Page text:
"Floodplain harvesting inquiry opens floodgates on many mistruths and washes them away"
The NSW Select Committee Inquiry into floodplain harvesting has had an explosive start to public hearings this week with hearings due to wrap up on Friday, 24th September with the NSW Water Minister.
Zara Lowien, from the Gwydir Valley Irrigators Association said the next few days will be interesting as mainly stakeholders who are vocal against the licencing proposal and irrigation in the northern valleys, present their cases.
“Since the drought we’ve seen floodplain harvesting which is water taken during a flood when rivers and streams are full and spilling onto the floodplains, being criticised as the cause of all the problems with water management and the environment during the drought”.
“Everyone agrees current conditions are good – our rivers are flowing freely, with many storages including the Menindee Lakes full, which is in stark contrast to the recent drought, when our rivers stopped flowing.”
“This is what happens in really wet year’s and we are definitely in one of those”.
“In this wet year, the Gwydir region was fortunate to also have a decent flood in March meaning water users had the first valley-wide floodplain harvesting opportunity since 2012.”
Mrs Lowien said, “there were limited, isolated opportunities for floodplain harvesting in other years but we had widespread opportunity
right across the valley this year and as we can see, rivers still flowed and Menindee still filled”.
Moree in Flood in March 2021, Sascha Estens
“The volume accessed by northern irrigators through floodplain harvesting, is often highly contentious because it is not required to be measured in NSW”.
“Depending on the day and who is claiming to speak with authority on the matter, it has been suggested that even in droughts the north can take between 2,000,000ML and 4,000,000ML. This is impossible, practically and mathematically”.
“You cannot push a square peg into a round hole, it just cannot happen. We cannot floodplain harvest during a drought when rivers are not even flowing, and we do not have the storage capacity to take that much water even when it does flood.” she said.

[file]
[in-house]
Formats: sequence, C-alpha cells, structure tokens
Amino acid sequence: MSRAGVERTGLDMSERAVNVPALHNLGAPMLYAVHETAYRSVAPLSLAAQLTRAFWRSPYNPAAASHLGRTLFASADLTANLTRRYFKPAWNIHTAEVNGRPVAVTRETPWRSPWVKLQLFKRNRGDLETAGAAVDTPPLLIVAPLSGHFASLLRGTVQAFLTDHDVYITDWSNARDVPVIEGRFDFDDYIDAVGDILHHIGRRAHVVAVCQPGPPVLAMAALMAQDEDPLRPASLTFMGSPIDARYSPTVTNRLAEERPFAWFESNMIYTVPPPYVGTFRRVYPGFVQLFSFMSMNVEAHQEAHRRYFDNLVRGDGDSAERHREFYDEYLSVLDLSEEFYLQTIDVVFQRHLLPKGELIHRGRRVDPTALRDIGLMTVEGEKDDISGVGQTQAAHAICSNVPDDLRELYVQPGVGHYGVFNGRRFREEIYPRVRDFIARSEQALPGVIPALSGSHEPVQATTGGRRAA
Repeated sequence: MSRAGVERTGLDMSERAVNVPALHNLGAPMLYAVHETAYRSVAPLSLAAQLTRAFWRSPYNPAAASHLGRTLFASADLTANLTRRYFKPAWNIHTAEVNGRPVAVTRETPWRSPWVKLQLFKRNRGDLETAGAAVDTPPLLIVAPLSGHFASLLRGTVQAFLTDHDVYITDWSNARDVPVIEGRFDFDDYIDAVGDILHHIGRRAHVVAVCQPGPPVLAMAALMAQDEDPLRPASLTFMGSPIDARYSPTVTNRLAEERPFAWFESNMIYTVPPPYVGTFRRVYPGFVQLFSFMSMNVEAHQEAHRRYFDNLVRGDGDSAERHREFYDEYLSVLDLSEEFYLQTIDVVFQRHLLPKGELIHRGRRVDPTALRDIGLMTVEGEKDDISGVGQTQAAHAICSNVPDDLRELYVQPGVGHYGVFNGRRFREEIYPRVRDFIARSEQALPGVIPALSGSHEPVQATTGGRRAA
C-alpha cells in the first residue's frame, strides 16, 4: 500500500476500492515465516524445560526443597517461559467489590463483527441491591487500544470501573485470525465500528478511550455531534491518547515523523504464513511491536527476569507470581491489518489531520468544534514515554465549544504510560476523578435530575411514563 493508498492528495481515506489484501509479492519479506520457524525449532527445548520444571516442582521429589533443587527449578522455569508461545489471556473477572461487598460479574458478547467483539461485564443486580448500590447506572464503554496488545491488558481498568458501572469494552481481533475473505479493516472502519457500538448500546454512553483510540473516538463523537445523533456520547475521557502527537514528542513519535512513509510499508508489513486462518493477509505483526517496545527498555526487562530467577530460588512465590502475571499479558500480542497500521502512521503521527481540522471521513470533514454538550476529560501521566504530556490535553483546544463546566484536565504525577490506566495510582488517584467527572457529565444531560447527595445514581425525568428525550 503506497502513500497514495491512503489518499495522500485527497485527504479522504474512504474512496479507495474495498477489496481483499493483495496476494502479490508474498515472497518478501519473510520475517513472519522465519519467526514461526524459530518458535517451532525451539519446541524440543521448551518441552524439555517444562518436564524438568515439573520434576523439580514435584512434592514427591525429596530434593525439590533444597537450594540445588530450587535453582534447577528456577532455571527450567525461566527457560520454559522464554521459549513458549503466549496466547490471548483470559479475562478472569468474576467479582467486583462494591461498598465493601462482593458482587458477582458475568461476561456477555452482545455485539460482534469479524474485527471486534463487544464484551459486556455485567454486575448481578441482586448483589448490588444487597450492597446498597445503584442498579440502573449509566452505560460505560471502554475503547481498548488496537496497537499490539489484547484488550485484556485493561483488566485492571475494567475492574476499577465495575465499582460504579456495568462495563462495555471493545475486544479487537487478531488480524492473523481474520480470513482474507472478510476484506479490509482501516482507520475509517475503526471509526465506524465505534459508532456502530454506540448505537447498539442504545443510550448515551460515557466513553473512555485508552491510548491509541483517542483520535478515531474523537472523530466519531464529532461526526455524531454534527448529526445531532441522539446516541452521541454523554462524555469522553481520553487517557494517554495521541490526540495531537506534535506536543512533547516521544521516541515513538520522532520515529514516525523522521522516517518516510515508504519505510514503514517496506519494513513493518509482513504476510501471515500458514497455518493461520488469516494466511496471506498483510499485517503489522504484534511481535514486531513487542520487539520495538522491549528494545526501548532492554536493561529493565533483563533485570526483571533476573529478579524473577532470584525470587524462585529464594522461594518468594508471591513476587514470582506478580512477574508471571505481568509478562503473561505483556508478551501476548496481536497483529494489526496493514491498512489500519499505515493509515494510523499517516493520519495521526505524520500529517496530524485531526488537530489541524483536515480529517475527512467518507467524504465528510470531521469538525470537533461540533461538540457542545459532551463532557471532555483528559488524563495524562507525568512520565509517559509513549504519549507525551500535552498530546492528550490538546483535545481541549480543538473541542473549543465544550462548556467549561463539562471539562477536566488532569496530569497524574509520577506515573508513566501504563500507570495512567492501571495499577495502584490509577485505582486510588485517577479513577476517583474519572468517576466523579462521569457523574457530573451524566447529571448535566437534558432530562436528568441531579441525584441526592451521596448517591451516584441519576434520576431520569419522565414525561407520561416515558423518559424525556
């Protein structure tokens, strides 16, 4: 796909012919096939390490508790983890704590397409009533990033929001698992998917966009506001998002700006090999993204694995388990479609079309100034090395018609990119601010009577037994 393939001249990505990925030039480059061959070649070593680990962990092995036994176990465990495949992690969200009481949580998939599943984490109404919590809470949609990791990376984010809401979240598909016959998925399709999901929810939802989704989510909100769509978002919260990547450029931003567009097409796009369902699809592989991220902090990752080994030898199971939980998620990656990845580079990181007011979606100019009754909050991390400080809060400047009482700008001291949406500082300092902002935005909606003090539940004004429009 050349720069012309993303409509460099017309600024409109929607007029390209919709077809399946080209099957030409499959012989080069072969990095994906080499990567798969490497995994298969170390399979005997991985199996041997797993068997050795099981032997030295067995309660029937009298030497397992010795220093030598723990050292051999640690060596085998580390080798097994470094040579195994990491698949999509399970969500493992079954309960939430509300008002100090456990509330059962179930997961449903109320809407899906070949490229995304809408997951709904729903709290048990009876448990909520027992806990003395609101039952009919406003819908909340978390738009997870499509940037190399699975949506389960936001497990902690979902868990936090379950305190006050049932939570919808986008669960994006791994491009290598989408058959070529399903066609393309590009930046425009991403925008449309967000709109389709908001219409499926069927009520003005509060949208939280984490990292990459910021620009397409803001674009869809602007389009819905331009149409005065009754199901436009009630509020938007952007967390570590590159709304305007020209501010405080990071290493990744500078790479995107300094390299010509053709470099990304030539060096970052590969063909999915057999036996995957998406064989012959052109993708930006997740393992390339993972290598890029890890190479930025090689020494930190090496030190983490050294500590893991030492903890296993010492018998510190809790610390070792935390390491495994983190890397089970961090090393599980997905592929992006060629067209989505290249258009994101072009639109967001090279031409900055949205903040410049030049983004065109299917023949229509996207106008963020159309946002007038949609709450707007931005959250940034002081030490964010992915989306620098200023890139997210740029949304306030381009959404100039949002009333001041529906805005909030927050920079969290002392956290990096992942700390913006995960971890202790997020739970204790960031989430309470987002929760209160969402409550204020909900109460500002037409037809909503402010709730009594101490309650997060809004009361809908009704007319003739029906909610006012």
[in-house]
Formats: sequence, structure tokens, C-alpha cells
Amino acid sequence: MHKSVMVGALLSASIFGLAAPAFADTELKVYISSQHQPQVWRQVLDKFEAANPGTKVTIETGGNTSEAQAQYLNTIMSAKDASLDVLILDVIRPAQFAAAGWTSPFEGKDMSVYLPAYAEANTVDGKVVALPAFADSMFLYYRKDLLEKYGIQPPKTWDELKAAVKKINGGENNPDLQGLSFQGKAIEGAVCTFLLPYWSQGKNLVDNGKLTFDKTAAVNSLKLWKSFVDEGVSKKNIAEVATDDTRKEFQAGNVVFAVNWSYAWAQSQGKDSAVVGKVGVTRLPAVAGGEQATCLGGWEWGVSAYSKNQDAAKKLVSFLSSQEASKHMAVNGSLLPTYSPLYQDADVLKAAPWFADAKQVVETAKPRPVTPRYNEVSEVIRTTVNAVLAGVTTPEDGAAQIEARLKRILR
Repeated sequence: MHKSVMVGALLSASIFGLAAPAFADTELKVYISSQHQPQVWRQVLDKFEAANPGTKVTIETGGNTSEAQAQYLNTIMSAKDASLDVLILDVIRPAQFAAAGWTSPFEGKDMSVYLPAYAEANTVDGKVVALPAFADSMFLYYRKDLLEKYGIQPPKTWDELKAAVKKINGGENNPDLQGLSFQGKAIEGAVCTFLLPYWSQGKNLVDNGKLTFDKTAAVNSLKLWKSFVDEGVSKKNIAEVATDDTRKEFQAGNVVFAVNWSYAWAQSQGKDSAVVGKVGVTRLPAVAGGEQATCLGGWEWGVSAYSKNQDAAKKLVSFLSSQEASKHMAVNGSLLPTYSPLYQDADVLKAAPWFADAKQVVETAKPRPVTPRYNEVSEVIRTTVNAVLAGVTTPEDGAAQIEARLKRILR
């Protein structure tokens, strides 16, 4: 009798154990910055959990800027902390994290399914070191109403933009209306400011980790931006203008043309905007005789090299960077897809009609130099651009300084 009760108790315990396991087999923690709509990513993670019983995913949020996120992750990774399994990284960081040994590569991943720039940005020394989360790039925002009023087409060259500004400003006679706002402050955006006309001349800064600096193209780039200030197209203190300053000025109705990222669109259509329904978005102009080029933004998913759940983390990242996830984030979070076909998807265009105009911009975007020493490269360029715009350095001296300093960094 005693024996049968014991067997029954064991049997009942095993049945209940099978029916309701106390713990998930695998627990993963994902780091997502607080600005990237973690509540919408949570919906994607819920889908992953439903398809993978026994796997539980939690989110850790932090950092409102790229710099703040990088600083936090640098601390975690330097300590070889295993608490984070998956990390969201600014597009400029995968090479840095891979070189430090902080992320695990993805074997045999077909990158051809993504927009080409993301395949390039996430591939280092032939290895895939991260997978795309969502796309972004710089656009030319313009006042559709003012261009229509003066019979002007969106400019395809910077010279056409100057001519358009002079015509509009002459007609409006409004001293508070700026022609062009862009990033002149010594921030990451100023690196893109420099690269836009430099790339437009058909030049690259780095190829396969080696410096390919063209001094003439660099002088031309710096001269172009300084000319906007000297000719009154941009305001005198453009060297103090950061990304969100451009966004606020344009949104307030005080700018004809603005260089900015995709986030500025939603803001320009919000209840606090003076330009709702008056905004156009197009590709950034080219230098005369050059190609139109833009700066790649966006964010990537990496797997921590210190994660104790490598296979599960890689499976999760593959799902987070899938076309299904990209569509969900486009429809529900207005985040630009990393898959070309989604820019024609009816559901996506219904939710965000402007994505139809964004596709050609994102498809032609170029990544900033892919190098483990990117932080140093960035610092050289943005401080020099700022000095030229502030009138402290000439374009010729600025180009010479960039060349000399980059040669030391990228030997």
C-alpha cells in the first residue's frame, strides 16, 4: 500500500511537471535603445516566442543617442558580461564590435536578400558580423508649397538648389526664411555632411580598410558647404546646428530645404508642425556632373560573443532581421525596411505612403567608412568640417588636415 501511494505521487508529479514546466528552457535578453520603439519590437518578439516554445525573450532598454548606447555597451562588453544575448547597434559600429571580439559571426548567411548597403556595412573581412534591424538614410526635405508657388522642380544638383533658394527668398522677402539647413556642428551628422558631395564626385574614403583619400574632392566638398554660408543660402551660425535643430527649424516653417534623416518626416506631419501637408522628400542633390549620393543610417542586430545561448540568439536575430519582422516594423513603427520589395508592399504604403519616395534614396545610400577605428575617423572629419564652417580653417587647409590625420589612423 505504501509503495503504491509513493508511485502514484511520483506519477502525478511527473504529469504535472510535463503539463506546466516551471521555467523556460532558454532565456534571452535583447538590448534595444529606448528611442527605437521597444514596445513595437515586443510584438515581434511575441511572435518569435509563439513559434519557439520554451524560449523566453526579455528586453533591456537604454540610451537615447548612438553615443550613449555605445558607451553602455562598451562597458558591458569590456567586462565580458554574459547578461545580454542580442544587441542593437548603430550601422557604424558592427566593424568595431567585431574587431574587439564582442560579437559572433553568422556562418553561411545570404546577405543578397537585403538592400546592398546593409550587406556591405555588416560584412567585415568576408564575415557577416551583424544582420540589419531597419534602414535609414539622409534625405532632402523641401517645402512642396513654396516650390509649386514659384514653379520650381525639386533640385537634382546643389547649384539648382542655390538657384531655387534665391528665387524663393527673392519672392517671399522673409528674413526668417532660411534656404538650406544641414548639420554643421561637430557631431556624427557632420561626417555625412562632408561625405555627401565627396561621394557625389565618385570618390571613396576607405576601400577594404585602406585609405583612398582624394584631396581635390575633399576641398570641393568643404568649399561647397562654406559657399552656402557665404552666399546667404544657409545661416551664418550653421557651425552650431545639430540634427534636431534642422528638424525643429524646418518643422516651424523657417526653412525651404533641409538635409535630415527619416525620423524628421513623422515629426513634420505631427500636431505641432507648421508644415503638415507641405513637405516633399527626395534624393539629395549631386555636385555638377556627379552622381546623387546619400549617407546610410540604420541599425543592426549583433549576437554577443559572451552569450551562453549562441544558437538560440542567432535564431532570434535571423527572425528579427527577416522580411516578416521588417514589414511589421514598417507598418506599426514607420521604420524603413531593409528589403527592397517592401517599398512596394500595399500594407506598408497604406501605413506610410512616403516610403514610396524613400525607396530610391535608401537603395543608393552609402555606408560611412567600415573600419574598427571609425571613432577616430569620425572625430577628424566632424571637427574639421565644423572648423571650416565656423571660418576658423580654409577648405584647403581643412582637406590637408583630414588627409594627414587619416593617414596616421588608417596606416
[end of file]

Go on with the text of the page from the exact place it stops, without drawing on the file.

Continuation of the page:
“The Gwydir Valley, the most developed of the NSW northern basin has been surveyed multiple times and makes up 42% of the 1,292,000 ML on-farm storage across the Northern Basin”.
“Our members did not fill these storages completely during the flood with only floodwater, let alone twice as claimed. Instead, many have been taking supplementary water, which has been continuously available until recently”.
“Interestingly the speculation over the vast volumes of take which was presented in many submissions and in the media before the public hearings, has not be repeated by witnesses to-date” she said.
“With many these mistruths blown out of the water and some stakeholders refusing to accept the real facts. Those destined to undermine this process have fallen back on highly nuanced and often contradictory arguments on what is the long-term legal limit and disputes on modelling results”.
“The analysis being used to support the claim that NSW is trying to update Cap without due process during this inquiry is not correct, nor is the claim that Cap is being increased.”
* These two scenarios, compare the cap conditions across the same climatic sequence. This is a like for like comparison.
**This scenario is the HFP updated model run but extended to include new climate information. Exempt and non-exempt rainfall runoff is combined.
“The analysis used to make the claims, isn’t even comparing apples with apples” said Mrs Lowien.
“If you remove floodplain harvesting and rainfall runoff from model 1 but include those diversions in model 2, and then compare the change - you are always going get a discrepancy but that is not how limits are assessed”.
“You must compare like for like, between the models” she said.
Mrs Lowien explained an update to the Murray Darling Basin Plan Baseline Diversion Limits will be required for some valleys, using the process afforded all Basin states in the Basin Plan.
“If floodplain harvesting is licensed, NSW can present the final updated models to the Murray Dalring Basin Authority, where they are then scrutinised and that may result in updated information for the Basin Plan, just like what’s happened with other Basin states” she said.
“It’s important we utilise the best information we can to make good decisions. This was recognised when each valley wide extraction limit was defined, and processes were established to update them” she said.
“That means the 46,000ML/year number being used as “the limit” for floodplain harvesting is also not correct. With new evidence it can be updated and this is the exact process NSW is undertaking with Australian Government funding” she said.
Mrs Lowien said the organisation was forced, to regularly to address mis-truths like these”.
“Good information informs good debate and better decisions”.
“We established a dedicated webpage to try and address these key misconceptions using publicly reported and researched data, backed up by evidence.” she said.
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